Before being approved for a U. S. Department of Housing and Urban Development (HUD) multifamily loan, such as the HUD 223(f) loan, a borrower must have mortgage insurance (which protects a mortgage lender if the borrower defaults on payments).

HUD multifamily loans are backed by mortgage insurance from the U.S. Federal Housing Administration (FHA). For any FHA-insured loan, HUD requires a borrower to pay a mortgage insurance premium (MIP). For HUD 223(f) borrowers, the MIP is paid as follows:

 

One-time MIP: 1 percent of the total loan amount is paid at closing. This constitutes the first year's MIP.


Annual MIP: After the first year of the loan, the annual MIP is 0.60 percent of the loan amount.

 

Although the cost of MIP can be quite significant, certain types of multifamily loans can qualify for a discounted 0.25 percent annual mortgage insurance premium as long as the property demonstrates sufficient energy performance and achieves an acceptable outcome through an approved green building standard or certification.

 

HUD Green MIP Reduction Program

Published in the Federal Register (81 FR 18473) on January 28, 2016, HUD instituted an MIP rate reduction for green housing. Through this voluntary "Green MIP Reduction" program, annual MIPs will be reduced (from current rates generally between 45 and 70 basis points) to 25 basis points (or 0.25 percent) for all multifamily FHA-insured loan types on project that commit to two goals:

1. Meet certification through an approved green building standard/rating system.

2. Achieve and maintain an ENERGY STAR score of 75 or higher. This score shall be initially assessed through a Statement of Energy Design Intent (SEDI), developed by a Qualified Energy Professional.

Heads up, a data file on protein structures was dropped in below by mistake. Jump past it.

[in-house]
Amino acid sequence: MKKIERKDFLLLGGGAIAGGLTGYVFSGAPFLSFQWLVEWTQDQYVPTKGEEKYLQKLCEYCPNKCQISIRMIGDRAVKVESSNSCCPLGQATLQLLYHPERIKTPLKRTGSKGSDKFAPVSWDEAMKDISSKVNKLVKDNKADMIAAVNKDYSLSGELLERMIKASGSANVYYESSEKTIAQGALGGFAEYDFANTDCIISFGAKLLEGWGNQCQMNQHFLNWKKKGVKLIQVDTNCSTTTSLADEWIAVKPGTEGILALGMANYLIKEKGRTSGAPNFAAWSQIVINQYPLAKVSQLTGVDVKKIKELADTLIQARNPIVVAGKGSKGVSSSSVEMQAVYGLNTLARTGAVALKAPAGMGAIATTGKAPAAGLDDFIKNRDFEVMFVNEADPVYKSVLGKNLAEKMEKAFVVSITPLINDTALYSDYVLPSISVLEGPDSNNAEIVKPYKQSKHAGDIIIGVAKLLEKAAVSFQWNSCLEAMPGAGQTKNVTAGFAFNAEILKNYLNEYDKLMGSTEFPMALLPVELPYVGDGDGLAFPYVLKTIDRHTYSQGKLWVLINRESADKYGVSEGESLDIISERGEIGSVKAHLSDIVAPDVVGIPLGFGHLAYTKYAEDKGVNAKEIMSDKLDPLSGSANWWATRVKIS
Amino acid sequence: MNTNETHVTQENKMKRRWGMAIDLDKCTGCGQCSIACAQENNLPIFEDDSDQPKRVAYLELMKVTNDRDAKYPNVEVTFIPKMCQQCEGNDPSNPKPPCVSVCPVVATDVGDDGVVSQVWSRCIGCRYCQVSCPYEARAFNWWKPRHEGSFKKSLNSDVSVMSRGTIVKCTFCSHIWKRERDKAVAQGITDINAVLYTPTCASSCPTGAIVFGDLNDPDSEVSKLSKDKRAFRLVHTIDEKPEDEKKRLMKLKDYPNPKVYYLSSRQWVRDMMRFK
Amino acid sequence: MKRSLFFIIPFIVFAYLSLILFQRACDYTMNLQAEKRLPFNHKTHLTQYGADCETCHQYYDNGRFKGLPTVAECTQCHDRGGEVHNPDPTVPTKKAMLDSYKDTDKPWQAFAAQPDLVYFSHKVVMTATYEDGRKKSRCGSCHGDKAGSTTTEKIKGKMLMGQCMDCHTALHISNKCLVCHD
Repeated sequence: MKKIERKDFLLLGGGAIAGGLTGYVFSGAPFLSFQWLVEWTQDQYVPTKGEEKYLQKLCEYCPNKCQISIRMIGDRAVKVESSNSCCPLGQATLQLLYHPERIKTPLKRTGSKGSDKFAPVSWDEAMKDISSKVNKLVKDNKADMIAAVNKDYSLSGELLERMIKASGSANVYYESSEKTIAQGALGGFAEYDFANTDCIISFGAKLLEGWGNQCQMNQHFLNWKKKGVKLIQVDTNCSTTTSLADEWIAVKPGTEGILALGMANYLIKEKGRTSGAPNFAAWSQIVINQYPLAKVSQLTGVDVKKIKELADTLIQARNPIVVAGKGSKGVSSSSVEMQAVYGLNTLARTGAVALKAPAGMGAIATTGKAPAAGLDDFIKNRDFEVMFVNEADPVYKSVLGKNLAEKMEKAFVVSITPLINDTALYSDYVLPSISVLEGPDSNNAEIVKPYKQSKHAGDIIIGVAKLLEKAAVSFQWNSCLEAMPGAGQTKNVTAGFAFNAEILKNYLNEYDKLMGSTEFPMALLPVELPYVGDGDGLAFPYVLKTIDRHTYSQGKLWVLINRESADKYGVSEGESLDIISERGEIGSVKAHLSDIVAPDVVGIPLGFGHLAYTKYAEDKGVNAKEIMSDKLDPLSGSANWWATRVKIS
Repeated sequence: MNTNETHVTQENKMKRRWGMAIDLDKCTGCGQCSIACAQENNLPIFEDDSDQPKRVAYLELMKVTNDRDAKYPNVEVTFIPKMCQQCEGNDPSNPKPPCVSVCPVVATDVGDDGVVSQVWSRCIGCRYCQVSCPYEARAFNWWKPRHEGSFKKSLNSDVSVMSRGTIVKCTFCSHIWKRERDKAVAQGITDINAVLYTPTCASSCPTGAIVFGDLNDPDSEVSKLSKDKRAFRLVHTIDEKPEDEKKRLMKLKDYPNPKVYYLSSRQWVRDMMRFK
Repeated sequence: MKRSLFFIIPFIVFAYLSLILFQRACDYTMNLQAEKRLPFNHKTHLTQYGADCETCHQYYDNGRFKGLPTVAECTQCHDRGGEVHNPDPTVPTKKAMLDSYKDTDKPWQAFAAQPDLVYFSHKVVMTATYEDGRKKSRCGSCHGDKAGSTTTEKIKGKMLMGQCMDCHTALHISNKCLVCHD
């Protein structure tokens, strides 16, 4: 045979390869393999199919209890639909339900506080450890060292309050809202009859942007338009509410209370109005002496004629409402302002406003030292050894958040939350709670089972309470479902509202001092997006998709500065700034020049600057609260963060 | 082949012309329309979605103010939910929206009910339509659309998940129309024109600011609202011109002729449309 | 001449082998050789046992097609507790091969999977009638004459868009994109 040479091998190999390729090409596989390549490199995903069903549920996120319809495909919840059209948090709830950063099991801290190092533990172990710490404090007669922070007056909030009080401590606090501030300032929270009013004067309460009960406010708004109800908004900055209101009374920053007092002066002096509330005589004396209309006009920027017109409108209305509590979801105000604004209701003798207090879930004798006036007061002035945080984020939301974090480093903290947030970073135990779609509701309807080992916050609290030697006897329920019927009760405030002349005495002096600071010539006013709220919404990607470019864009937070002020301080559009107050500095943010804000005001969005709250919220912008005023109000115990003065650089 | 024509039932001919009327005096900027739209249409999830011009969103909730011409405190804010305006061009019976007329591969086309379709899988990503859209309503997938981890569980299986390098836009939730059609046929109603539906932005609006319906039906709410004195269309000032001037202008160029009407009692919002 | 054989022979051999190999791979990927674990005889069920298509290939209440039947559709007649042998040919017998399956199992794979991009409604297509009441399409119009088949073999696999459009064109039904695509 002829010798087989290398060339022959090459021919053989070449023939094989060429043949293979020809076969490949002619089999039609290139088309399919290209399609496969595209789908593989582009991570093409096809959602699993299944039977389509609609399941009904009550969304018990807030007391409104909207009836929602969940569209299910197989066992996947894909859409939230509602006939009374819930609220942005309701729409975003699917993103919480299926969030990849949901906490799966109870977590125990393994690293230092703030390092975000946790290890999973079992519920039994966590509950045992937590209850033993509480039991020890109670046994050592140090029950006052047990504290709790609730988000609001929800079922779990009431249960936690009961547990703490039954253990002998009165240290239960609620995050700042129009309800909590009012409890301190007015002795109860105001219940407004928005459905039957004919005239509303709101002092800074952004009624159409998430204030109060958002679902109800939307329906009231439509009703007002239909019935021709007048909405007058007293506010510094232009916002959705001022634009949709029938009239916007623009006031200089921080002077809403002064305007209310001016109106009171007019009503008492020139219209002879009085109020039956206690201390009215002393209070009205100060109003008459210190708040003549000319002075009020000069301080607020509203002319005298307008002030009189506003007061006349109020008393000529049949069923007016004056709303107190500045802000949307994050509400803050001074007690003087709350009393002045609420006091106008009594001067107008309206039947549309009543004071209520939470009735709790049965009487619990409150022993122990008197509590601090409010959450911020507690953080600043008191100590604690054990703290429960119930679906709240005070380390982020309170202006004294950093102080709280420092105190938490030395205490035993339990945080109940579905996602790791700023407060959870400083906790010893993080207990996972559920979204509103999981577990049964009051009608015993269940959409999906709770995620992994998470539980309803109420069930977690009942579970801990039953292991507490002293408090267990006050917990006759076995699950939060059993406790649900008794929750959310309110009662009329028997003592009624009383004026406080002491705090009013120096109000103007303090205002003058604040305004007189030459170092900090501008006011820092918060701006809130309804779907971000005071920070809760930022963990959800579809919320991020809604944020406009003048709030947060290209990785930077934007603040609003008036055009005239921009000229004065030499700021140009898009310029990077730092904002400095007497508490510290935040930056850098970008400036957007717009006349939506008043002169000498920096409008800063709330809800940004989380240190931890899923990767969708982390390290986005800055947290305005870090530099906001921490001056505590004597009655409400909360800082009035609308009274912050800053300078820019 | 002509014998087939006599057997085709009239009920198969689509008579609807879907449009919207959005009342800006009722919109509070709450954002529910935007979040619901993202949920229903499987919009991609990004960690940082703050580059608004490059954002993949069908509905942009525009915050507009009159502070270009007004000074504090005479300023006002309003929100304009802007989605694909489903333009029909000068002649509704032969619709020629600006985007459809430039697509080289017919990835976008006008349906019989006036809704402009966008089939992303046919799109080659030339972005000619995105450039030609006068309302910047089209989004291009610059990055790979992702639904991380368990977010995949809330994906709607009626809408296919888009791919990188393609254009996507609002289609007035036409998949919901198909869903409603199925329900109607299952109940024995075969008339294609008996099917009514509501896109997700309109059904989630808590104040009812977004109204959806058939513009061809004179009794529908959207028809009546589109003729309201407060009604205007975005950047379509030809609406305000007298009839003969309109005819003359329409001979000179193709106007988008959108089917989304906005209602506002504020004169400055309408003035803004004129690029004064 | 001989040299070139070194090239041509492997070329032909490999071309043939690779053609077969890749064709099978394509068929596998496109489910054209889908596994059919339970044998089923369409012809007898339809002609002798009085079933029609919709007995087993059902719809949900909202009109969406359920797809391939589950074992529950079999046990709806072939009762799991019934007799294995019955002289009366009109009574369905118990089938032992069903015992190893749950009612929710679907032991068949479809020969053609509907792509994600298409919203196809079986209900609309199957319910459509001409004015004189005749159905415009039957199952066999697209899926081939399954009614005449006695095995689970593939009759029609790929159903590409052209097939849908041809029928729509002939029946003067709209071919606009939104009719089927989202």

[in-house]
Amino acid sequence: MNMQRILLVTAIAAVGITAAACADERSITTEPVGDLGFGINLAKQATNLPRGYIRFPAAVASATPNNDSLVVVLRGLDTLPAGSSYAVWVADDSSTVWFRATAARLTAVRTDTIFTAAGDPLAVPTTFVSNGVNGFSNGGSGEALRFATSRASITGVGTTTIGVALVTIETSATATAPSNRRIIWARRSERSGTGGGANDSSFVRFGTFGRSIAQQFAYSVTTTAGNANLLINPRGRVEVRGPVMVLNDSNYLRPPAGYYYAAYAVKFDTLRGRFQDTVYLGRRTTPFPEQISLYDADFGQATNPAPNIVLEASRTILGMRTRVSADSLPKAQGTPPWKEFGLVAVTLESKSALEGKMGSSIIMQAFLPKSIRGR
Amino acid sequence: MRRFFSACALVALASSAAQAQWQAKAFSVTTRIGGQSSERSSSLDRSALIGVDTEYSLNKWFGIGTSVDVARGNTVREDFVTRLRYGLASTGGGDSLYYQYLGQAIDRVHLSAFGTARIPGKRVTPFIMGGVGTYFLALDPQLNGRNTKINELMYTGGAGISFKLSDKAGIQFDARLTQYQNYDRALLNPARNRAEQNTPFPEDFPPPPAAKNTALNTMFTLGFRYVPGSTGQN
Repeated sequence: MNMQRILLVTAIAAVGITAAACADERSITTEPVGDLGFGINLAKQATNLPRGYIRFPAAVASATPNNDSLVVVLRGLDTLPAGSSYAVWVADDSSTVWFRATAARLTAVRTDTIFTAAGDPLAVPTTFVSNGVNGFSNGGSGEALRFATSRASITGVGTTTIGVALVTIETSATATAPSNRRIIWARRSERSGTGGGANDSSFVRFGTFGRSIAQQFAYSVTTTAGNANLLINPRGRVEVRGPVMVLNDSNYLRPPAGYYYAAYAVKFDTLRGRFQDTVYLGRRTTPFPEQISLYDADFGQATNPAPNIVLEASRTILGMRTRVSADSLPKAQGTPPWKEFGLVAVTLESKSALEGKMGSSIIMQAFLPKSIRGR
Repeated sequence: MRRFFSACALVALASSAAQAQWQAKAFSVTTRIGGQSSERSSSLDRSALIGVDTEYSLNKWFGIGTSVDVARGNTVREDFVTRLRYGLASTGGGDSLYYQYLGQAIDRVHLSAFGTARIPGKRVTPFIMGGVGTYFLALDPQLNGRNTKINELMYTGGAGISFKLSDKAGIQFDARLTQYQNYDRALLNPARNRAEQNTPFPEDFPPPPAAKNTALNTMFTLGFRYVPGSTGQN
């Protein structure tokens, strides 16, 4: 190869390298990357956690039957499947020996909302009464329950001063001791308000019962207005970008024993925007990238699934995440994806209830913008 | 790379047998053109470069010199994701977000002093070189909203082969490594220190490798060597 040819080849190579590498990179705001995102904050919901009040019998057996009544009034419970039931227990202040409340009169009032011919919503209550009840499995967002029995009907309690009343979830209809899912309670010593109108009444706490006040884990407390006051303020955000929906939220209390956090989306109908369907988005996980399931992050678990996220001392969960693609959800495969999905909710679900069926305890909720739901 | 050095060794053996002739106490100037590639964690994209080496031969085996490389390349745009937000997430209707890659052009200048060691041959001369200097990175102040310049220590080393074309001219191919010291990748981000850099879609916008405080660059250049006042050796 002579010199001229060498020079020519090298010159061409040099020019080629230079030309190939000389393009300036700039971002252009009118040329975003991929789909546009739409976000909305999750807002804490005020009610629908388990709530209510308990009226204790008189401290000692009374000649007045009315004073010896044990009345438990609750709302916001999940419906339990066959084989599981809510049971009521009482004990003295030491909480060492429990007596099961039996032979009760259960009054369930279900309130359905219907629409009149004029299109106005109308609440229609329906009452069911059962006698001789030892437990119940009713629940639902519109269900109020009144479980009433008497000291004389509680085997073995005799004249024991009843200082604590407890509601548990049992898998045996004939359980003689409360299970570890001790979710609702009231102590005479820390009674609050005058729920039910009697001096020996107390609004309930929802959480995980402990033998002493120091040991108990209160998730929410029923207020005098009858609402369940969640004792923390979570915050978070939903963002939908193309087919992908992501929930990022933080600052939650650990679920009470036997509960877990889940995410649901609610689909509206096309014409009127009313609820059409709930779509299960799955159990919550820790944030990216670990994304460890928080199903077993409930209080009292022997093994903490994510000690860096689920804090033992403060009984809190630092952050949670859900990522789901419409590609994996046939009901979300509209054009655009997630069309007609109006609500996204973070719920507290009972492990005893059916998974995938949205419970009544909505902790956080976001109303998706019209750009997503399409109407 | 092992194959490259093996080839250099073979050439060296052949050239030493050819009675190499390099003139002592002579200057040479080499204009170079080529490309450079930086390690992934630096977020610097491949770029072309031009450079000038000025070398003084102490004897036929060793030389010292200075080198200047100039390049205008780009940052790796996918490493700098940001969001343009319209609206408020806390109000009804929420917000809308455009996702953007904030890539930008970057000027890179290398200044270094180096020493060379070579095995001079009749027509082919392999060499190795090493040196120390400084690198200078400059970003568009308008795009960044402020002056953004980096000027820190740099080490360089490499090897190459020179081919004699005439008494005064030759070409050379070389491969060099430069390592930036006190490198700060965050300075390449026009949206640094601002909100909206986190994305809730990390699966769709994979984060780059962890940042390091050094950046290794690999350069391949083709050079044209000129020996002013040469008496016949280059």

Reporting performance data can be a challenge

One major caveat for the Green MIP Reduction to stay in place is the ongoing energy performance requirement. Utilizing this measured data, of which gathering can often come with financial and legal challenges, a Verifying Professional may produce a statement of energy performance (SEP). No more than 15 months after completion, the SEP shall be produced and delivered to HUD. A new SEP will need to be produced and submitted every year thereafter. A Verifying Professional should sign and stamp the SEP to verify its validity. Owners should seek clarity from HUD regarding the latest reporting requirements as this appears to be a fluid and uncertain aspect of the Green MIP Reduction program.
 

SEDI vs SEP

SEDI: Statement of Energy Design Intent
The Statement of Energy Design Intent (SEDI) is a multiple page summary in PDF format of the design energy inputs and results metrics generated from either Portfolio Manager or Target Finder. The SEDI also includes signature blocks for the professional verifier, architect of record (AOR) and building owner/developer of the property. (Source: ENERGY STAR)

SEP: Statement of Energy Performance
The Statement of Energy Performance (SEP) is a one-page report summarizing the energy consumption for a property. A Verifying Professional can sign and stamp it to verify the validity of the data, if needed.  (Source: ENERGY STAR)
 

The idea behind Green MIP Reduction is simple

A housing provider may use the savings generated to cover costs associated with achieving the two "green" goals. Through the program, HUD is incentivizing developers to spend a premium for certified high-performance green building by providing a financial incentive to make the investment financially advantageous. In markets with a tepid demand for green multifamily housing options, the Green MIP Reduction program has the potential of cultivating sustainable, high-performance development where it might otherwise not make financial sense to developers.
 

A critical incentive

The Green MIP Reduction program is a critically important tool to advance high-performance, certified green building work in a market sector that has less financial incentive to pursue strategies that have an economic return beyond the first couple of years. Policies like this can leverage the natural mechanisms of the open market to promote green building in sectors where it may otherwise languish. However, there are some very real challenges with collecting and reporting tenant utility data that still need to be resolved.